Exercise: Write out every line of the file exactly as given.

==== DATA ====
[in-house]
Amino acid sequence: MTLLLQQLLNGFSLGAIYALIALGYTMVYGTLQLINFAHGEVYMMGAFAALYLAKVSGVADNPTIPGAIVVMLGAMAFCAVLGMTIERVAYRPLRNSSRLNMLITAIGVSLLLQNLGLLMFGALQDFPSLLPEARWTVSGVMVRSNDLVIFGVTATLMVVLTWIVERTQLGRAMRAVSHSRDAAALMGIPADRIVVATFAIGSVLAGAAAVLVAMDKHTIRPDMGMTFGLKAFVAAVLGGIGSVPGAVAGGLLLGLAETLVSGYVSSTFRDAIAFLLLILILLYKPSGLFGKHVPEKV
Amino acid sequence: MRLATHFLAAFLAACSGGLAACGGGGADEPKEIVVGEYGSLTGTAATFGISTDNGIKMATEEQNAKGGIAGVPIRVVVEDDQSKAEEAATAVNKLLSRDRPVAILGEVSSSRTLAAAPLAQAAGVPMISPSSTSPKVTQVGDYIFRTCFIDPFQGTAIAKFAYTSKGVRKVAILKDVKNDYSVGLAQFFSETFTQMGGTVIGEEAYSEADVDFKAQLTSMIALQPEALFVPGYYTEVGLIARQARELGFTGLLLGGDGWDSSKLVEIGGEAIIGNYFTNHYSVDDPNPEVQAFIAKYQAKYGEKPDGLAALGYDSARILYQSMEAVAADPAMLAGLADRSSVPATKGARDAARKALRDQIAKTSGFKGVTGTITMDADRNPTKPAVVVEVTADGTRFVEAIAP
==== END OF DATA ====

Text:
[in-house]
Amino acid sequence: MTLLLQQLLNGFSLGAIYALIALGYTMVYGTLQLINFAHGEVYMMGAFAALYLAKVSGVADNPTIPGAIVVMLGAMAFCAVLGMTIERVAYRPLRNSSRLNMLITAIGVSLLLQNLGLLMFGALQDFPSLLPEARWTVSGVMVRSNDLVIFGVTATLMVVLTWIVERTQLGRAMRAVSHSRDAAALMGIPADRIVVATFAIGSVLAGAAAVLVAMDKHTIRPDMGMTFGLKAFVAAVLGGIGSVPGAVAGGLLLGLAETLVSGYVSSTFRDAIAFLLLILILLYKPSGLFGKHVPEKV
Amino acid sequence: MRLATHFLAAFLAACSGGLAACGGGGADEPKEIVVGEYGSLTGTAATFGISTDNGIKMATEEQNAKGGIAGVPIRVVVEDDQSKAEEAATAVNKLLSRDRPVAILGEVSSSRTLAAAPLAQAAGVPMISPSSTSPKVTQVGDYIFRTCFIDPFQGTAIAKFAYTSKGVRKVAILKDVKNDYSVGLAQFFSETFTQMGGTVIGEEAYSEADVDFKAQLTSMIALQPEALFVPGYYTEVGLIARQARELGFTGLLLGGDGWDSSKLVEIGGEAIIGNYFTNHYSVDDPNPEVQAFIAKYQAKYGEKPDGLAALGYDSARILYQSMEAVAADPAMLAGLADRSSVPATKGARDAARKALRDQIAKTSGFKGVTGTITMDADRNPTKPAVVVEVTADGTRFVEAIAP